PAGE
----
Another major category of accounting fraud: acquisitions. Indeed, any company that can be described as a "roll up" -- a business built almost entirely through a series of acquisitions -- should automatically draw the skepticism of investors, fraud experts say.
That's because the opportunity for theft is so ripe. Essentially, a company managed by fraudsters overpays for an acquisition, then pockets the difference or cycles it through the income statement in order to falsely boost earnings.
It should perhaps not be surprising that many Chinese companies listed in the U.S. are complicated roll-ups. One short-seller who focuses on Chinese stocks says that dubious acquisition-accounting "appears to be the modus operandi of the most common fraud in China."
Any executive engaged in acquisition-related fraud will attempt to cover his tracks through misdirection. But there are ways to smell the smoke coming from this type of fire. "You gotta watch the goodwill," says Antar. One way for an executive to overpay for an acquisition is to inflate goodwill -- the excess of the purchase price over the fair market value of a target's assets and liabilities. Once again, the skeptical investor must go to the filings. If it turns out that goodwill makes up a majority of a company's assets -- watch out.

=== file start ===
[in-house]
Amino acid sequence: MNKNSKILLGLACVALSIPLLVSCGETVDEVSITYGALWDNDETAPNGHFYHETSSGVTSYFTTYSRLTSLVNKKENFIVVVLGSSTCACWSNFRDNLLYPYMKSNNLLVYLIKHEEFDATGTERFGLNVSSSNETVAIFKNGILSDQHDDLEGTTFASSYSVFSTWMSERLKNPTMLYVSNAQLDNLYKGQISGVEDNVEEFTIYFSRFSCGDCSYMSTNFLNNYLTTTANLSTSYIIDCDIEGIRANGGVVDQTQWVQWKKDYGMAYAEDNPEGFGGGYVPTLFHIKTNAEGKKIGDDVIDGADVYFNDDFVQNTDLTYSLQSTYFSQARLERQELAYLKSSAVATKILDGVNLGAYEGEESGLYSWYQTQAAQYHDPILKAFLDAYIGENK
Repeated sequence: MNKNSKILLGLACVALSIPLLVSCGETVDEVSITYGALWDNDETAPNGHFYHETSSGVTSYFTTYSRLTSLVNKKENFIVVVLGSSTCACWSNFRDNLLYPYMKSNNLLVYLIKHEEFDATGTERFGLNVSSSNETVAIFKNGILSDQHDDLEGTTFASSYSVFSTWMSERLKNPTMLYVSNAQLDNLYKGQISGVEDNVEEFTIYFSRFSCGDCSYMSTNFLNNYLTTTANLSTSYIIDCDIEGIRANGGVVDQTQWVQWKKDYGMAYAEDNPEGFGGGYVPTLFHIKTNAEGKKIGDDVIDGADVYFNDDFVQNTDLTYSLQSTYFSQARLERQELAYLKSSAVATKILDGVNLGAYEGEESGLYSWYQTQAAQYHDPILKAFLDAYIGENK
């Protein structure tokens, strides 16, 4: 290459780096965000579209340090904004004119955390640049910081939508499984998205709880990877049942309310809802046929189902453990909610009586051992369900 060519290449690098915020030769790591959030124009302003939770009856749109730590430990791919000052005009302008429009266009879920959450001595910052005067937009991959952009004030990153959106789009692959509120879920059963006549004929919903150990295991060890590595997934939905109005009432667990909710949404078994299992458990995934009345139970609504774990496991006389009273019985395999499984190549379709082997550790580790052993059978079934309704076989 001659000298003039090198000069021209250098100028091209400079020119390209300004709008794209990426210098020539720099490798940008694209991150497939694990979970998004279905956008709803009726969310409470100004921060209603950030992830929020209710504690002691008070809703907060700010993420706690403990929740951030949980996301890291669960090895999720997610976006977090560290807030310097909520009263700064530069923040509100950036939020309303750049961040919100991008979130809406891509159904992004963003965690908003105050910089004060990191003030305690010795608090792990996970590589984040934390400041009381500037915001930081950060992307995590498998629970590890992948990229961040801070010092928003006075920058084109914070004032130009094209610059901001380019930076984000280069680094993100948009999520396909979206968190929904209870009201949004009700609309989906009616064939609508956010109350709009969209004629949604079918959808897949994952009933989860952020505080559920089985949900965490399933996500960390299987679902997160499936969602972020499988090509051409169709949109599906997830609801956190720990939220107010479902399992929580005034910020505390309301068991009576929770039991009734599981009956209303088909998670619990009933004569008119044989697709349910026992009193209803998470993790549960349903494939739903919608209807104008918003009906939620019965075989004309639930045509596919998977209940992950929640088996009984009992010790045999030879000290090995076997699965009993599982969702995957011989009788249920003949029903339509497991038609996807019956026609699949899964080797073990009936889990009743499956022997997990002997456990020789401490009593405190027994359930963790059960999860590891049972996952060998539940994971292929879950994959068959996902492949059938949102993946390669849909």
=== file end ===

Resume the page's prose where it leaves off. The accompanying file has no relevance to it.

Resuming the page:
Fraud strategies are, of course, inherently unsustainable. Built on air, they all must collapse eventually, whether law enforcement pursues them or not. Still, depending on the skill of the perpetrator, fraudulent companies can last for years, even decades. This raises a dangerous point.
Crazy Eddie, for example, lasted three years as a public company following its IPO in 1984. "Before we imploded, the stock kept on rising no matter what the skeptics said," Antar recalls. "So here's the problem: Were the longs right? Or were the longs wrong -- and they
right? In many cases, even though they're being probed by the SEC, even though there are a lot of legitimate questions being raised about these companies, their stock prices still go up. With Wall Street, it's all about the trade. So if you're gonna be a short seller, not only do you have to be right, you have to be right
-- Written by Scott Eden in New York
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